Right now, that vision of the future is coming closer and closer to reality.
For the last several weeks, I’ve been writing you about a company operating out of Calgary that’s perfected a method for converting oil and gas production operations to also harvest lithium.
The environmental impact is close to nothing, as all this company does is tap into the wastewater flow, filter the brine, and walk away with salable lithium.
But the potential it opens up for global lithium production is nothing short of transformative.
The benefits begin by eliminating some of the biggest time-wasters associated with traditional lithium production.
No more guesswork. No more searching. No more test drilling. No more geologists taking their time.
Saving the One Resource We Can Never Recycle: Time
The lithium has already been harvested through years of leeching.
But perhaps even more importantly, this process opens dozens and perhaps hundreds of previously inaccessible resources for development.
Where traditional lithium mining takes up to a decade to get salable product off the property, this extraction method only requires the installation of a processing facility; production can be up and running in a matter of weeks.
Putting this as plainly as I can, this technology, scaled out globally, could be the missing piece of the great post-carbon vision.
Now, for the profit-minded speculator, the news gets better.
This is a lithium-production pure play, meaning that this is the focus. This technology. This business model.
There are no other divisions or departments. This company does this one thing and this one thing only, and it’s still in the early stages.
How early? Shares are trading at under $0.50 apiece on both the U.S. and Canadian exchanges, with a market capitalization of just over US$20 million.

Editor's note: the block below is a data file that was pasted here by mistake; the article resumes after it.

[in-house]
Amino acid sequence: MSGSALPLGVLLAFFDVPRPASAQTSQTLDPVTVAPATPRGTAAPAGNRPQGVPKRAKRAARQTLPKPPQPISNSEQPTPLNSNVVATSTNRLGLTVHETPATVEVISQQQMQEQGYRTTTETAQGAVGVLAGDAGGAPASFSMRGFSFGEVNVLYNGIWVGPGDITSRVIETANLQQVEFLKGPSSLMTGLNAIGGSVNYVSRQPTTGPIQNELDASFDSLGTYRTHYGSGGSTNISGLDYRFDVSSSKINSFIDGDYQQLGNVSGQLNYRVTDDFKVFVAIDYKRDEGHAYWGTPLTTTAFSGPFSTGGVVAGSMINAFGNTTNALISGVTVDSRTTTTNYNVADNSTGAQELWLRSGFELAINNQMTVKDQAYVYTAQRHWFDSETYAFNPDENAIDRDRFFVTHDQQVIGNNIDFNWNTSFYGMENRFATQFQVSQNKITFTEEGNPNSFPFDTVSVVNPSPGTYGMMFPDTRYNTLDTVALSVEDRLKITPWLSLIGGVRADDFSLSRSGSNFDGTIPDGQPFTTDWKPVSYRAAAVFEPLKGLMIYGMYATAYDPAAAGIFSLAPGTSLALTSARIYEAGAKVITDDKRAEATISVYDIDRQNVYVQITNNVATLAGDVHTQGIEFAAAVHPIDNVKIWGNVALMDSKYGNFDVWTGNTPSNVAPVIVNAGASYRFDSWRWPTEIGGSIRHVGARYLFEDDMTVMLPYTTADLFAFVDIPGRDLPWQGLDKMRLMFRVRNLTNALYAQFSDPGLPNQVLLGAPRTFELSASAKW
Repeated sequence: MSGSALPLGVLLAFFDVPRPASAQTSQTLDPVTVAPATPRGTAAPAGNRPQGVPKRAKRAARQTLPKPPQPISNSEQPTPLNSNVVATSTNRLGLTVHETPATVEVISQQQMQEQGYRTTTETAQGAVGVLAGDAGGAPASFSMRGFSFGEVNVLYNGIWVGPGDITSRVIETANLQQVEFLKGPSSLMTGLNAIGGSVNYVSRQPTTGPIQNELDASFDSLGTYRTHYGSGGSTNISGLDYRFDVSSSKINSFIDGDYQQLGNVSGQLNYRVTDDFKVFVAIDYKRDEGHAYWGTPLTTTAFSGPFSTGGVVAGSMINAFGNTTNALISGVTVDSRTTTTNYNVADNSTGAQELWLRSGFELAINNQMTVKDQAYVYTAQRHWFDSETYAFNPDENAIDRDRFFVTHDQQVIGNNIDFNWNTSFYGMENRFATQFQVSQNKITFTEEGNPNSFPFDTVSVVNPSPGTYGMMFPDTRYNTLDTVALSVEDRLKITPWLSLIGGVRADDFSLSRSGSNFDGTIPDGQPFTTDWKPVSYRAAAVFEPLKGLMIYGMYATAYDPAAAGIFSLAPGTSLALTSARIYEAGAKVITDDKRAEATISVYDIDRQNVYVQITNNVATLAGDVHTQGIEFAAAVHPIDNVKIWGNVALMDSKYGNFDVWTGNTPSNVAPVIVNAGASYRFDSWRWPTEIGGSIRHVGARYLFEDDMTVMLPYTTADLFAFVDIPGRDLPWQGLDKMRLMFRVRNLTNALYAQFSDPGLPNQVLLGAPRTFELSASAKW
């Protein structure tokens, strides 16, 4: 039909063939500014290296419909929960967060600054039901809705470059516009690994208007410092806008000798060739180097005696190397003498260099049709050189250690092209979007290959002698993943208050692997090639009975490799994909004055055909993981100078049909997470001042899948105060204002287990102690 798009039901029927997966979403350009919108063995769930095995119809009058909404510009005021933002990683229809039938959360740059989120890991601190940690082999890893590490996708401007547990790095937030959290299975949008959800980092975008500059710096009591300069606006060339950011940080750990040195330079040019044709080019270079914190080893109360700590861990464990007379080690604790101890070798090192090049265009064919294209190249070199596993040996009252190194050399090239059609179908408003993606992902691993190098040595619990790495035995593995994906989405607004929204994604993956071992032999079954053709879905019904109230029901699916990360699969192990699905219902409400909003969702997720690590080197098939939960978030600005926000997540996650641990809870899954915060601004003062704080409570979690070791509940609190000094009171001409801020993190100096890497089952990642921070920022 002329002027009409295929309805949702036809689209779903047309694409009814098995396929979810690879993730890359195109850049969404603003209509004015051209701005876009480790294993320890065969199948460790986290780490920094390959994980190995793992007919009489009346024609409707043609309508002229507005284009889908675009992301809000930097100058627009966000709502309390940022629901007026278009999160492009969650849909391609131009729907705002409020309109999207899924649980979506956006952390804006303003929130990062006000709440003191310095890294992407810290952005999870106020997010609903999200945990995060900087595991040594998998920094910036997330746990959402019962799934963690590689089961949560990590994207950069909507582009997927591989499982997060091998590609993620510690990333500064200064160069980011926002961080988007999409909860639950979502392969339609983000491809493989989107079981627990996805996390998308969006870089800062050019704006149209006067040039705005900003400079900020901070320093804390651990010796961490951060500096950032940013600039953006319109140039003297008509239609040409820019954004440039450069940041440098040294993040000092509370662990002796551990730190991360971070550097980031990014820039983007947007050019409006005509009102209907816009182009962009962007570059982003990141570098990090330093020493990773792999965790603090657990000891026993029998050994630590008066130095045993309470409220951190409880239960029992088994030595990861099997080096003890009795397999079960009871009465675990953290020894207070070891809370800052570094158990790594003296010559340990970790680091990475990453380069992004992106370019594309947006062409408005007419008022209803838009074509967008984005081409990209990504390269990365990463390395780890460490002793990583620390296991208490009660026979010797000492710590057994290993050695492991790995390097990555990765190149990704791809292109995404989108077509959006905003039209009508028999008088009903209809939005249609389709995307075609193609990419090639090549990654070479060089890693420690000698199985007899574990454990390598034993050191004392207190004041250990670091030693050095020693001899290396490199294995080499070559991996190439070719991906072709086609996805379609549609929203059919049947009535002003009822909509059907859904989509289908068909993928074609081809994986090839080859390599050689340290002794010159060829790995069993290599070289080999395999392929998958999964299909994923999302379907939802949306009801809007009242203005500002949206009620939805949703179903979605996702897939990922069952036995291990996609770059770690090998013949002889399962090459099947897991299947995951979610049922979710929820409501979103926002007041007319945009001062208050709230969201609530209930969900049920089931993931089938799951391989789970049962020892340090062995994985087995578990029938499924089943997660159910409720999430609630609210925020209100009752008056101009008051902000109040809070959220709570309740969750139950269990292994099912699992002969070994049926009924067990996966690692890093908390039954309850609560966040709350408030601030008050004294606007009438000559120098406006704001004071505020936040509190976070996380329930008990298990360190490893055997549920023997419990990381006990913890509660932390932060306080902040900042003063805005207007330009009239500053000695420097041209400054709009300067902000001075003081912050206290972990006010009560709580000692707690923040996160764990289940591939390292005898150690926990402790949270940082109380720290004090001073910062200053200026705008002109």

This Is a Speculator's "Holy Grail" Stock
The technology is proven and already getting scaled out. Commercial production at the company’s chief testing ground — a 671-square-mile oil and gas property in Northwestern Alberta — is expected to commence next summer.
Annual revenues from the initial production rates are expected to surpass the company’s current market capitalization in just the first year and possibly by several-fold.
I don’t think I need to tell you what that sort of performance can do to a stock.
In the mind of a real resource speculator, this one has all the earmarks of a monster in the making.
My readers have been getting the inside track on this game-changing lithium player since I started coverage over the summer.
Things are really starting to heat up right now, though, as we start to ramp into next year.
I don’t know if I’ve ever been this excited about an energy-related stock, but you should make up your mind for yourself.
It’s quick, it’s free, and we won’t even ask for your email address.
Fortune favors the bold, Alex Koyfman His flagship service, Microcap Insider, provides market-beating insights into some of the fastest moving, highest profit-potential companies available for public trading on the U.S. and Canadian exchanges. With more than 5 years of track record to back it up, Microcap Insider is the choice for the growth-minded investor. Alex contributes his thoughts and insights regularly to Energy and Capital. To learn more about Alex, click here.
Fortune favors the bold,
His flagship service, Microcap Insider, provides market-beating insights into some of the fastest moving, highest profit-potential companies available for public trading on the U.S. and Canadian exchanges. With more than 5 years of track record to back it up, Microcap Insider is the choice for the growth-minded investor. Alex contributes his thoughts and insights regularly to Energy and Capital. To learn more about Alex, click here.